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Nobody wants to die, so many people do their best to stave off the inevitable with appropriate diet and exercise regimens. But Ray Kurzweil really, really doesn’t want to die. The inventor of the flatbed scanner, the text-to-speech synthesizer for blind readers, and the K250 keyboard takes 150 pills a day in his quest to live long enough to witness “the singularity” in 2045. By then, Kurzweil believes, technology will have advanced to such a degree that humans will be able to augment our brains and bodies with it, allowing us to live, perhaps, forever. In his latest book on the mind-body-technology evolution, How to Create a Mind: The Secret of Human Thought Revealed, Kurzweil delves deep into the flesh-and-blood computer that runs our feeble bodies and into the consciousness that makes us want to figure out new ways to defeat Mother Nature. With the emergence of artificial intelligence in the form of Apple’s Siri and IBM’s Watson, the technological takeover may not be so far off, so pop a few extra Vitamin D supplements and prepare to be amazed.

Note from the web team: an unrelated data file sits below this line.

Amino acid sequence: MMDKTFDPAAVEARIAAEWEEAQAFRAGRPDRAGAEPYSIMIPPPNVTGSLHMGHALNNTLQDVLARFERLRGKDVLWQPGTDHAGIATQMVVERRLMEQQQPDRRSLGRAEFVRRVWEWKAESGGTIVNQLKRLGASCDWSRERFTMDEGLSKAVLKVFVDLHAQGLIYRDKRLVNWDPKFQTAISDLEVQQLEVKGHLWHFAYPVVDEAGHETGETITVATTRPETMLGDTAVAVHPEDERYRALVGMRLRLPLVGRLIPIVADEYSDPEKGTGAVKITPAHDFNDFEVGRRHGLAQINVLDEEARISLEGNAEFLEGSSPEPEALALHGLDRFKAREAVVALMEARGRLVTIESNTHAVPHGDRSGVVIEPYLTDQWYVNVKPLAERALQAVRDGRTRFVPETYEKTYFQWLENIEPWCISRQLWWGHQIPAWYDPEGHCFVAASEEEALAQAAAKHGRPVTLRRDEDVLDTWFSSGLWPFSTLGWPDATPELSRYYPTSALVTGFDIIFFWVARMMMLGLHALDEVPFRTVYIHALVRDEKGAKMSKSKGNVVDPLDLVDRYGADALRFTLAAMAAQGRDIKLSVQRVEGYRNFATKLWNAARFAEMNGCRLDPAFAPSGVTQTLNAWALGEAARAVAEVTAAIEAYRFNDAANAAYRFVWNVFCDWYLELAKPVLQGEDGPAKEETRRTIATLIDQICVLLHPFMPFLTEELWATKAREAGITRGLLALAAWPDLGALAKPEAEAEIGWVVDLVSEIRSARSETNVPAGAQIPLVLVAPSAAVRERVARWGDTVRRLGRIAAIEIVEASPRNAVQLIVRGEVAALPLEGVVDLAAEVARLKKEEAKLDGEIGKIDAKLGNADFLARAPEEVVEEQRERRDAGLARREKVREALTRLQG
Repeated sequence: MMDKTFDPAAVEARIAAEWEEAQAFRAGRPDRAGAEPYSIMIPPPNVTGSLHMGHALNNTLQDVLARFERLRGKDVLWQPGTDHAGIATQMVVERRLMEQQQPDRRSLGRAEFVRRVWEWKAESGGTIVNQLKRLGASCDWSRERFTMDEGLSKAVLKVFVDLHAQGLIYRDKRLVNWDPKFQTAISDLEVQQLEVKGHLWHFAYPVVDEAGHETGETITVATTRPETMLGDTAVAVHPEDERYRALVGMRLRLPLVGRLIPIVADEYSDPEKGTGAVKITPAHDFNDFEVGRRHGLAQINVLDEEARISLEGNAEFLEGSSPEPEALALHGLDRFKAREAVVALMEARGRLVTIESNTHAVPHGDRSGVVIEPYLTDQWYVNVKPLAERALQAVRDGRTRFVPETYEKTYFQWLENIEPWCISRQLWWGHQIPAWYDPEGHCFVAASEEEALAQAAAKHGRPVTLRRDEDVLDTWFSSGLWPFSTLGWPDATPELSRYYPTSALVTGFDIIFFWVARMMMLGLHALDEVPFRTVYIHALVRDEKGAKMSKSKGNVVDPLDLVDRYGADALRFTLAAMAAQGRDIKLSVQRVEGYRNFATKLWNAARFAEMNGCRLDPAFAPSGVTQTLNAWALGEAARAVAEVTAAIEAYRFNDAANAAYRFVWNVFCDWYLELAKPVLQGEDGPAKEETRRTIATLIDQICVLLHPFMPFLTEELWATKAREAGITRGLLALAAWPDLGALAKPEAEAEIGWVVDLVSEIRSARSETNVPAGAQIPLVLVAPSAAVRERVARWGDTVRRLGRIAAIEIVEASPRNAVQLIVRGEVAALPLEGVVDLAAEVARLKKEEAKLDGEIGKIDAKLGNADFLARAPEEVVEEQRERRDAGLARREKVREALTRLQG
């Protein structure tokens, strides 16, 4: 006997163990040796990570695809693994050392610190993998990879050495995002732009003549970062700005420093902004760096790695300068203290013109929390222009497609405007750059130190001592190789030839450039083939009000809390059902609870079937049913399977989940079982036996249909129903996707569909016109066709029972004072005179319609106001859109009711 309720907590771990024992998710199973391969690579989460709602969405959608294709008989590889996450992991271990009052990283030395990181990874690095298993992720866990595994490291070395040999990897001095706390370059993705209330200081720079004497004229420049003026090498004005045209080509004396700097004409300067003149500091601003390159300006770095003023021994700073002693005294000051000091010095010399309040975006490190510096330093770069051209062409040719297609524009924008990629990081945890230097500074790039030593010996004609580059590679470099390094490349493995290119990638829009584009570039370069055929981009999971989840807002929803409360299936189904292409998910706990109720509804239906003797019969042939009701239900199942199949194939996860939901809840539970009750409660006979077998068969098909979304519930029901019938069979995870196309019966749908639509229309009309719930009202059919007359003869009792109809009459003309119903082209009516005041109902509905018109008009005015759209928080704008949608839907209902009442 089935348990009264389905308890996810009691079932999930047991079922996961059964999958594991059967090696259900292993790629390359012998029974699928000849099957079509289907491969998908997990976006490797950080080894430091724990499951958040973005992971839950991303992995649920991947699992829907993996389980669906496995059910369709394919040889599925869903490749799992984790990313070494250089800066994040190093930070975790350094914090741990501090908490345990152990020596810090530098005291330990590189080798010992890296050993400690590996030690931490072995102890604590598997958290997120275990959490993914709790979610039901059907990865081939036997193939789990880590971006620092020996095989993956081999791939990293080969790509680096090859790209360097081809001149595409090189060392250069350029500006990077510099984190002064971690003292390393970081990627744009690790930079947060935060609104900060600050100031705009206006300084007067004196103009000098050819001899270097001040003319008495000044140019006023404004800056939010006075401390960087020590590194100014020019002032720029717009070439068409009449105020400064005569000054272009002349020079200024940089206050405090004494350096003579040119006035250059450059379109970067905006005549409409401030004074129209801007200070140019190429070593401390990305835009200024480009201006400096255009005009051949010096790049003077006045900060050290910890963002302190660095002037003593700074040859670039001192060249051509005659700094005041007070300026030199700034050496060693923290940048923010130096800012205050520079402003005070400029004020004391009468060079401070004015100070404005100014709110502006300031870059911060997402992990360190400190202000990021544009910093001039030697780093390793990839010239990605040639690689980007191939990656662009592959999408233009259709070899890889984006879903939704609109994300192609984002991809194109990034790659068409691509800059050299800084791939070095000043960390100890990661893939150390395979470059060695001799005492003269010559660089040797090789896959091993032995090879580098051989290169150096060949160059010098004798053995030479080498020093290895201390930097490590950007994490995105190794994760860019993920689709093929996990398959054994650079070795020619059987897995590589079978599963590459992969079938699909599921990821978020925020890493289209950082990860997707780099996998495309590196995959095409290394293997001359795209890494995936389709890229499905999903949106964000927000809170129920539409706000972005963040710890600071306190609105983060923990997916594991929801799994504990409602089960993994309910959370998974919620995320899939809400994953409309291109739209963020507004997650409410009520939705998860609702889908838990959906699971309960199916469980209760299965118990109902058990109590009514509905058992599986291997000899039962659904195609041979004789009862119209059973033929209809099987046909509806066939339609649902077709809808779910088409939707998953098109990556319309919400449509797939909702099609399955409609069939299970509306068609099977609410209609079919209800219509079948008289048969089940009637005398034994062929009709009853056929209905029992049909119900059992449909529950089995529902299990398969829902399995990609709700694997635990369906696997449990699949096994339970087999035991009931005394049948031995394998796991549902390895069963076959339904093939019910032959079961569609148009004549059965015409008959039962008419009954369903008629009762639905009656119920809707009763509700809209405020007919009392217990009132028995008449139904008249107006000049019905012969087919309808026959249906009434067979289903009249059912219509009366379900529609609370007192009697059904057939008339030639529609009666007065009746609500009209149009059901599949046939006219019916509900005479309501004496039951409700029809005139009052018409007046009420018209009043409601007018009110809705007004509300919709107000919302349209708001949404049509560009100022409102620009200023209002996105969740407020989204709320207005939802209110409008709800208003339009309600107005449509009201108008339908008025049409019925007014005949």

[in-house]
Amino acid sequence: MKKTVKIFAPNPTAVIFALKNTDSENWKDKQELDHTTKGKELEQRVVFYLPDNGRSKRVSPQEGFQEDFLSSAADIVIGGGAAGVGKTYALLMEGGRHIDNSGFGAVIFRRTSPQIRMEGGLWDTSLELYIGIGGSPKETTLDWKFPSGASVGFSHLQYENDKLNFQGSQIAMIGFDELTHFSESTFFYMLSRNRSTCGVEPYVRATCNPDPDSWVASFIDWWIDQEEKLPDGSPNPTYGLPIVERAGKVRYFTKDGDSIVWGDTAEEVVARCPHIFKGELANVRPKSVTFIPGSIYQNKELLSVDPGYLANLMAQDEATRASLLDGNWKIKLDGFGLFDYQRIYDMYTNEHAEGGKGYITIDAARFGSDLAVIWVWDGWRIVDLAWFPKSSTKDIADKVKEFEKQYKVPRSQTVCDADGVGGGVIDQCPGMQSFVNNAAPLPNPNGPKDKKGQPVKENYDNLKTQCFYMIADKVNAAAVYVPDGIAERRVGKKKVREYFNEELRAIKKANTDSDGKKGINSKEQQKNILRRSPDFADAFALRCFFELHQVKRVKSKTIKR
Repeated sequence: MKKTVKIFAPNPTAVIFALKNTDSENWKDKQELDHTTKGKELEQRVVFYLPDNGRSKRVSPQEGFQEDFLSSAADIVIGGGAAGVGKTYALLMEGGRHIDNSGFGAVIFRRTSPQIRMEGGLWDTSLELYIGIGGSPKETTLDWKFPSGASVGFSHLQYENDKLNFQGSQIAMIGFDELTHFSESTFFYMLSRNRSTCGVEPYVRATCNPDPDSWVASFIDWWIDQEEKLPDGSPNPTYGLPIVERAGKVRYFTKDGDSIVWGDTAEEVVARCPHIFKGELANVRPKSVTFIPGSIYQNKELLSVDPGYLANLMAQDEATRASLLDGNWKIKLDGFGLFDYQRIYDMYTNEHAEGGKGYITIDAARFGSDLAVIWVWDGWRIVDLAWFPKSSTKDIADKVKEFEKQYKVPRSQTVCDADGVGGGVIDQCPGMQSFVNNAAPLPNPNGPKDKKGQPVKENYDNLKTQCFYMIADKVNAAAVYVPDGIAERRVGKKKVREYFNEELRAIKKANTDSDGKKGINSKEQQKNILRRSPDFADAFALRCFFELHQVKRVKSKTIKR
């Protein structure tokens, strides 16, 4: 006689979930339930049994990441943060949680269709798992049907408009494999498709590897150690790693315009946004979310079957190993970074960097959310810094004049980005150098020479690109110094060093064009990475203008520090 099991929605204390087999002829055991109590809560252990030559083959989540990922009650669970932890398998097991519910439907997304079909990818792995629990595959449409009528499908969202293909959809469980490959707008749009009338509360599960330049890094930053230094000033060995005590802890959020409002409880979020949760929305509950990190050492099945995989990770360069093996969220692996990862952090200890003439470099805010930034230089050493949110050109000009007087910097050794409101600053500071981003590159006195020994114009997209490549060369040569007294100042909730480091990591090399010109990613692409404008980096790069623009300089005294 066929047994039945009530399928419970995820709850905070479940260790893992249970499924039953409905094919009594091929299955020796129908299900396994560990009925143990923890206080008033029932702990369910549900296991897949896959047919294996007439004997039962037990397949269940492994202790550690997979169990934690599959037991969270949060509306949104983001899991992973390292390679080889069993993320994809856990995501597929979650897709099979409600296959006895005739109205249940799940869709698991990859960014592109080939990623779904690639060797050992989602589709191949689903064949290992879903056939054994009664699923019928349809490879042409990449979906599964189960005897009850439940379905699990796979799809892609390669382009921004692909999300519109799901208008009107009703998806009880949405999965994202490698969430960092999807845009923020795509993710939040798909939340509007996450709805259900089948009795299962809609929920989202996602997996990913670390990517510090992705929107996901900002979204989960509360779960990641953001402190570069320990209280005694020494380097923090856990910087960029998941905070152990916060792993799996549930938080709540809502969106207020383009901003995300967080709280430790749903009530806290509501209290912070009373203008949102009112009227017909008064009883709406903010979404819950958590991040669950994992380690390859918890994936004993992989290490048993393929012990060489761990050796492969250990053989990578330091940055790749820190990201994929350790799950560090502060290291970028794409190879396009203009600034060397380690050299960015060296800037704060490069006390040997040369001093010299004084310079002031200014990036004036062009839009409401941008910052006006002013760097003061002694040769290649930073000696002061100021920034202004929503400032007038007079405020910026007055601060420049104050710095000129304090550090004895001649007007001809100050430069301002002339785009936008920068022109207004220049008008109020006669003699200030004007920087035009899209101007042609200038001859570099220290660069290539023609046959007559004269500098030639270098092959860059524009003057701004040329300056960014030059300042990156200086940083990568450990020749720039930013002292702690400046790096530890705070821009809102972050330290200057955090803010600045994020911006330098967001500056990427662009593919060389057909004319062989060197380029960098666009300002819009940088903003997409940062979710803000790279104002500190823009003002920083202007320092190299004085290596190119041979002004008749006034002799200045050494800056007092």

The lecture begins at 7 p.m. at Sixth & I Historic Synagogue, 600 I St. NW. $40. (202) 408-3100. sixthandi.org.